Since Sotheby’s first sale of modern and contemporary African art in 2017, they have introduced two auctions per year, with sales rising from £2.26 million to £5.1 million in 2019. Although the global coronavirus emergency forced their March 2020 sale online, it was proudly heralded by O’Leary as the most successful online sale of African art ever, claiming to have established five new world records on the sale date: proof that auction houses and collectors can adapt in unsettling times.
“New collectors are now able to secure works that connect with their hearts, as well as offering good returns.”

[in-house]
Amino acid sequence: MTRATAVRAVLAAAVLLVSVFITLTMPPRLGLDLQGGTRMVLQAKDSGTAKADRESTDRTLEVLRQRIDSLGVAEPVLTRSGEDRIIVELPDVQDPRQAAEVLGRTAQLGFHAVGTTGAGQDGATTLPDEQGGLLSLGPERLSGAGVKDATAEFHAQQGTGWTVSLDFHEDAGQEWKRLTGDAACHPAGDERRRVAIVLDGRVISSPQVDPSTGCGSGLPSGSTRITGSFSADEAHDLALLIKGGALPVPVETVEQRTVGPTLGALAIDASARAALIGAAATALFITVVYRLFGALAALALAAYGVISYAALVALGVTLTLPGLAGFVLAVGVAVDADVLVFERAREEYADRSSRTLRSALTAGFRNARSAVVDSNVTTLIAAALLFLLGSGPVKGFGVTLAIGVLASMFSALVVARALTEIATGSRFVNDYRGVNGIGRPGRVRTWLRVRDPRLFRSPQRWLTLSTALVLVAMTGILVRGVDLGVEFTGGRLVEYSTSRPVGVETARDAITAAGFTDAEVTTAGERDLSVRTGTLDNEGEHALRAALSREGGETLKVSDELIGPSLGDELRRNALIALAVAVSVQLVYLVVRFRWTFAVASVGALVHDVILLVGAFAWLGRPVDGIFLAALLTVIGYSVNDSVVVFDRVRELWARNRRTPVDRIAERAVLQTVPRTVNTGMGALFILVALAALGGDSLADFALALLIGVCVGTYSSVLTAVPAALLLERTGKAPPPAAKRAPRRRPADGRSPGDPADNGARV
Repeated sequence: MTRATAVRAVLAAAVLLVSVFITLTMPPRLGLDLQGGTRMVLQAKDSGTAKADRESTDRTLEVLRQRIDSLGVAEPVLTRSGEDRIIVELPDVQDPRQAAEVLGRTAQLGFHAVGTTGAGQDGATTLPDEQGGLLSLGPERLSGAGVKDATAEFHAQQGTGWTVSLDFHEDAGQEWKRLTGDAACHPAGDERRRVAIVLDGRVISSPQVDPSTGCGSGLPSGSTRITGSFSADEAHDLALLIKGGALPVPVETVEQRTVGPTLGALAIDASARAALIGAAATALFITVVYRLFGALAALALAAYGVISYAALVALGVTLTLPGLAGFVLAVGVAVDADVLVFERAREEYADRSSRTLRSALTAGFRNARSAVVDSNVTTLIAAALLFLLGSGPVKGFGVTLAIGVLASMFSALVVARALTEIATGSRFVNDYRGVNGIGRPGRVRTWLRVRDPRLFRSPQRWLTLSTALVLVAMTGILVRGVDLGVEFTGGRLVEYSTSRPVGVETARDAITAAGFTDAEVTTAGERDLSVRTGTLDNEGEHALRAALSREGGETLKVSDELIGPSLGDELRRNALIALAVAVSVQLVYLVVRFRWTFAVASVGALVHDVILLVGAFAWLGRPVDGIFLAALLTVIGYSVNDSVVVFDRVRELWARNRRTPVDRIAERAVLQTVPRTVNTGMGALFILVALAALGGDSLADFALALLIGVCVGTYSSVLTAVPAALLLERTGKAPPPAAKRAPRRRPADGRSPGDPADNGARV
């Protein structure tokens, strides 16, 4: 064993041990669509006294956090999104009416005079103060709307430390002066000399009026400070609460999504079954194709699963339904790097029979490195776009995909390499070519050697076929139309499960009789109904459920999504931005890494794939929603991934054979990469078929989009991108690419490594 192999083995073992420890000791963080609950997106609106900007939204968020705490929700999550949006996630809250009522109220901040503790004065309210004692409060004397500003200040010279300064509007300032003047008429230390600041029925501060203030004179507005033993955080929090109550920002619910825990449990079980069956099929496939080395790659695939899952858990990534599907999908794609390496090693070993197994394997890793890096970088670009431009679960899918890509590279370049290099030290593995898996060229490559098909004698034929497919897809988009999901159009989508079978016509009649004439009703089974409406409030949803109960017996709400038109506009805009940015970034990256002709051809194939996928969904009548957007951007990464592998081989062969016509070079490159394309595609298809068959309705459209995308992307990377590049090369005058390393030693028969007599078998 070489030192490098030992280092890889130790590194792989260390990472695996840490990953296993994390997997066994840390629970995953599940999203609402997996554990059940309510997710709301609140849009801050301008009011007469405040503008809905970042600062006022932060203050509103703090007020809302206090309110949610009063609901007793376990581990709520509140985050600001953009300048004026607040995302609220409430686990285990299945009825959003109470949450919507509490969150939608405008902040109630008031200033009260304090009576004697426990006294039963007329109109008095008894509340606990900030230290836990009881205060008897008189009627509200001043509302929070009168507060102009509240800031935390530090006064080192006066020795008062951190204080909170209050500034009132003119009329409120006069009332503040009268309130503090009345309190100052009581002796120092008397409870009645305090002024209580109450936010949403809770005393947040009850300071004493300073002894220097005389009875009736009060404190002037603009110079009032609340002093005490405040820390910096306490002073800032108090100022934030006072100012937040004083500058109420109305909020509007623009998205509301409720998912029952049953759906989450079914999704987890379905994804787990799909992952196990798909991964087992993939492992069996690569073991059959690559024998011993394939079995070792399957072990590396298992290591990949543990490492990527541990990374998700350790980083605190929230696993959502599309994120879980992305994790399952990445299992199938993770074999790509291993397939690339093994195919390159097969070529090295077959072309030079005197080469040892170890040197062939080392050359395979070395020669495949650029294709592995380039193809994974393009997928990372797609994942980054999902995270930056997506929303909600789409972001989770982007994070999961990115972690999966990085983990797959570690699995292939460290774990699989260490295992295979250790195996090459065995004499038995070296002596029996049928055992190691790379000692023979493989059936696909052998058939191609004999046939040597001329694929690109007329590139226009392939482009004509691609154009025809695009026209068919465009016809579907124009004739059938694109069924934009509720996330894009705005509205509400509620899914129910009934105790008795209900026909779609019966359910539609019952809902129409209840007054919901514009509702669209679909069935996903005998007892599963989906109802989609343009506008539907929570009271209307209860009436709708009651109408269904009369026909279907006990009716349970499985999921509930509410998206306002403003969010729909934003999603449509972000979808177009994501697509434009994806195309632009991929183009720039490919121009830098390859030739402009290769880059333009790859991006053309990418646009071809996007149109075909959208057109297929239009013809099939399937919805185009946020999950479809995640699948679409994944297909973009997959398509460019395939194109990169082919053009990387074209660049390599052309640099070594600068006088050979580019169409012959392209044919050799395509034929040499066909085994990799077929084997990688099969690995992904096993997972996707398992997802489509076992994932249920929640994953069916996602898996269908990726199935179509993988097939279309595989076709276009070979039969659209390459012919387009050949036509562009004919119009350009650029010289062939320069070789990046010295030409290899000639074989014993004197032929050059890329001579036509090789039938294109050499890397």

Africa is of course often spoken of collectively, and we would do well to recognise that each of the 54 countries within the continent all have their own cultural and artistic provenance. When Africans are collectively cited for their artistic endeavour, it is often the same cities that appear in conversation. Accra and Kumasi, the latter home to the Kwame Nkrumah University of Science and Technology, with an exciting and well-respected art department, is famous for installation and performance-based work by artists such as El Anatsui and Ibrahim Mahama. Cape Town boasts the impressive Zeitz Museum of Contemporary African Art, and a burgeoning local commercial art scene. Dakar offers the Museum of Black Civilisations and is host to Dak’Art: a major contemporary art exhibition that has taken place every two years since 1996. Lagos is home to the aforementioned ART X (with Nigeria also now having the fastest-growing number of individuals with a net worth of $1 million to $30 million in the world as well as the most black billionaires on the continent) and finally Marrakech, which offers The Museum of African Contemporary Art Al Maaden and the African edition of art fair 1-54.